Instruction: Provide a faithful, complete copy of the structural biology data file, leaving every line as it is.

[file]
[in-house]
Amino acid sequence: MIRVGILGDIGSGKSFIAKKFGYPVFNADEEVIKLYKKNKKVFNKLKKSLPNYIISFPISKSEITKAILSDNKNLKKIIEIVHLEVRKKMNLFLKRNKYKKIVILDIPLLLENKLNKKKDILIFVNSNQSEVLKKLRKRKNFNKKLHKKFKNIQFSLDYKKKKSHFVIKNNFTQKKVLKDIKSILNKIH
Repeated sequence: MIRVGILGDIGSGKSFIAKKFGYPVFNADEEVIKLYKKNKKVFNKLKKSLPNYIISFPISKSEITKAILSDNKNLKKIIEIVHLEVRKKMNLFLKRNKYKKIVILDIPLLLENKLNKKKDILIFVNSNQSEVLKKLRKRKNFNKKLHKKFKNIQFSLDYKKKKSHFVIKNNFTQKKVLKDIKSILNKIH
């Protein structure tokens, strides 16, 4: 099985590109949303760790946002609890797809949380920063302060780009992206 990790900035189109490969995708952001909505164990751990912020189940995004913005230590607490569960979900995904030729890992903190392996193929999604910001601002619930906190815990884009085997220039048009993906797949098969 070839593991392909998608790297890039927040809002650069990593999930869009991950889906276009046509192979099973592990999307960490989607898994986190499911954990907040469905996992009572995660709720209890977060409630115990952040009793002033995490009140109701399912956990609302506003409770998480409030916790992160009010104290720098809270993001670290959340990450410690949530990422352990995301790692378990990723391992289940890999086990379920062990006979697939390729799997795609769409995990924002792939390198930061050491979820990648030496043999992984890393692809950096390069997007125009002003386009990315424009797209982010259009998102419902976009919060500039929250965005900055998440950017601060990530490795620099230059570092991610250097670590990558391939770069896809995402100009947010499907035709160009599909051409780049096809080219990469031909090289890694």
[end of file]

[in-house]
Amino acid sequence: MIRVGILGDIGSGKSFIAKKFGYPVFNADEEVIKLYKKNKKVFNKLKKSLPNYIISFPISKSEITKAILSDNKNLKKIIEIVHLEVRKKMNLFLKRNKYKKIVILDIPLLLENKLNKKKDILIFVNSNQSEVLKKLRKRKNFNKKLHKKFKNIQFSLDYKKKKSHFVIKNNFTQKKVLKDIKSILNKIH
Repeated sequence: MIRVGILGDIGSGKSFIAKKFGYPVFNADEEVIKLYKKNKKVFNKLKKSLPNYIISFPISKSEITKAILSDNKNLKKIIEIVHLEVRKKMNLFLKRNKYKKIVILDIPLLLENKLNKKKDILIFVNSNQSEVLKKLRKRKNFNKKLHKKFKNIQFSLDYKKKKSHFVIKNNFTQKKVLKDIKSILNKIH
């Protein structure tokens, strides 16, 4: 099985590109949303760790946002609890797809949380920063302060780009992206 990790900035189109490969995708952001909505164990751990912020189940995004913005230590607490569960979900995904030729890992903190392996193929999604910001601002619930906190815990884009085997220039048009993906797949098969 070839593991392909998608790297890039927040809002650069990593999930869009991950889906276009046509192979099973592990999307960490989607898994986190499911954990907040469905996992009572995660709720209890977060409630115990952040009793002033995490009140109701399912956990609302506003409770998480409030916790992160009010104290720098809270993001670290959340990450410690949530990422352990995301790692378990990723391992289940890999086990379920062990006979697939390729799997795609769409995990924002792939390198930061050491979820990648030496043999992984890393692809950096390069997007125009002003386009990315424009797209982010259009998102419902976009919060500039929250965005900055998440950017601060990530490795620099230059570092991610250097670590990558391939770069896809995402100009947010499907035709160009599909051409780049096809080219990469031909090289890694």